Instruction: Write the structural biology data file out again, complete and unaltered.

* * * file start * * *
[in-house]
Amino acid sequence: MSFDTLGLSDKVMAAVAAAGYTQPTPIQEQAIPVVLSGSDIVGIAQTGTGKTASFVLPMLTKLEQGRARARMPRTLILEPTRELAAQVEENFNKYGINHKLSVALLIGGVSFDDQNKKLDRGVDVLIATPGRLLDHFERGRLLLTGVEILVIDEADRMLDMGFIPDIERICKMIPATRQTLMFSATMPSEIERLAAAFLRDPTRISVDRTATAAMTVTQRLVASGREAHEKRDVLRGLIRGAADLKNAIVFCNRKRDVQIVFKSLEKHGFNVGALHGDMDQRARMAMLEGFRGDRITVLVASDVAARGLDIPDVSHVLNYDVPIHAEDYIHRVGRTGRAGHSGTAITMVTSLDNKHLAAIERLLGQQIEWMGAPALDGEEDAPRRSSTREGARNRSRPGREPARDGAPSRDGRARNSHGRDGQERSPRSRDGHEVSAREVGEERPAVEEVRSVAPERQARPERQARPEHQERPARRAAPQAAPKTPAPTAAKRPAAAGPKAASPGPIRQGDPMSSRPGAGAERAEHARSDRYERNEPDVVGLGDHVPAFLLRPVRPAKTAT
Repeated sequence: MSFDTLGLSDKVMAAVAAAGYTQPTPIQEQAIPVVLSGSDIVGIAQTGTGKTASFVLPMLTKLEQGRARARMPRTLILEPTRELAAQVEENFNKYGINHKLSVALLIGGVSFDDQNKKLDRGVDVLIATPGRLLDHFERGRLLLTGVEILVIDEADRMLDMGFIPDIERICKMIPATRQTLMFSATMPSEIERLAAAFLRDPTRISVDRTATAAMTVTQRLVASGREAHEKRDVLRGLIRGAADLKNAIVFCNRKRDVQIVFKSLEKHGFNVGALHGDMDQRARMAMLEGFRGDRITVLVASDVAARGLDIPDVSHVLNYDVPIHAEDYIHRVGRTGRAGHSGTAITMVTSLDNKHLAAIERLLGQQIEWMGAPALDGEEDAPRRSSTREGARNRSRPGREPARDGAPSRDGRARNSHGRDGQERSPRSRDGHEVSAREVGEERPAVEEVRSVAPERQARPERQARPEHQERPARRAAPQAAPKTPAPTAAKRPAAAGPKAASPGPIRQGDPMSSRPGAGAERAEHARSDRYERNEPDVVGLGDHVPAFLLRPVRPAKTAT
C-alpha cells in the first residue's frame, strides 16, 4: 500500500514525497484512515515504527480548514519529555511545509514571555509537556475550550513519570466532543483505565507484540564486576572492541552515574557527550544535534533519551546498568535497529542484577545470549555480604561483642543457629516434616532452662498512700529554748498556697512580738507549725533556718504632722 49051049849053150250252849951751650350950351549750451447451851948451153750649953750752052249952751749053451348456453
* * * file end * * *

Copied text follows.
[in-house]
Amino acid sequence: MSFDTLGLSDKVMAAVAAAGYTQPTPIQEQAIPVVLSGSDIVGIAQTGTGKTASFVLPMLTKLEQGRARARMPRTLILEPTRELAAQVEENFNKYGINHKLSVALLIGGVSFDDQNKKLDRGVDVLIATPGRLLDHFERGRLLLTGVEILVIDEADRMLDMGFIPDIERICKMIPATRQTLMFSATMPSEIERLAAAFLRDPTRISVDRTATAAMTVTQRLVASGREAHEKRDVLRGLIRGAADLKNAIVFCNRKRDVQIVFKSLEKHGFNVGALHGDMDQRARMAMLEGFRGDRITVLVASDVAARGLDIPDVSHVLNYDVPIHAEDYIHRVGRTGRAGHSGTAITMVTSLDNKHLAAIERLLGQQIEWMGAPALDGEEDAPRRSSTREGARNRSRPGREPARDGAPSRDGRARNSHGRDGQERSPRSRDGHEVSAREVGEERPAVEEVRSVAPERQARPERQARPEHQERPARRAAPQAAPKTPAPTAAKRPAAAGPKAASPGPIRQGDPMSSRPGAGAERAEHARSDRYERNEPDVVGLGDHVPAFLLRPVRPAKTAT
Repeated sequence: MSFDTLGLSDKVMAAVAAAGYTQPTPIQEQAIPVVLSGSDIVGIAQTGTGKTASFVLPMLTKLEQGRARARMPRTLILEPTRELAAQVEENFNKYGINHKLSVALLIGGVSFDDQNKKLDRGVDVLIATPGRLLDHFERGRLLLTGVEILVIDEADRMLDMGFIPDIERICKMIPATRQTLMFSATMPSEIERLAAAFLRDPTRISVDRTATAAMTVTQRLVASGREAHEKRDVLRGLIRGAADLKNAIVFCNRKRDVQIVFKSLEKHGFNVGALHGDMDQRARMAMLEGFRGDRITVLVASDVAARGLDIPDVSHVLNYDVPIHAEDYIHRVGRTGRAGHSGTAITMVTSLDNKHLAAIERLLGQQIEWMGAPALDGEEDAPRRSSTREGARNRSRPGREPARDGAPSRDGRARNSHGRDGQERSPRSRDGHEVSAREVGEERPAVEEVRSVAPERQARPERQARPEHQERPARRAAPQAAPKTPAPTAAKRPAAAGPKAASPGPIRQGDPMSSRPGAGAERAEHARSDRYERNEPDVVGLGDHVPAFLLRPVRPAKTAT
C-alpha cells in the first residue's frame, strides 16, 4: 500500500514525497484512515515504527480548514519529555511545509514571555509537556475550550513519570466532543483505565507484540564486576572492541552515574557527550544535534533519551546498568535497529542484577545470549555480604561483642543457629516434616532452662498512700529554748498556697512580738507549725533556718504632722 49051049849053150250252849951751650350950351549750451447451851948451153750649953750752052249952751749053451348456453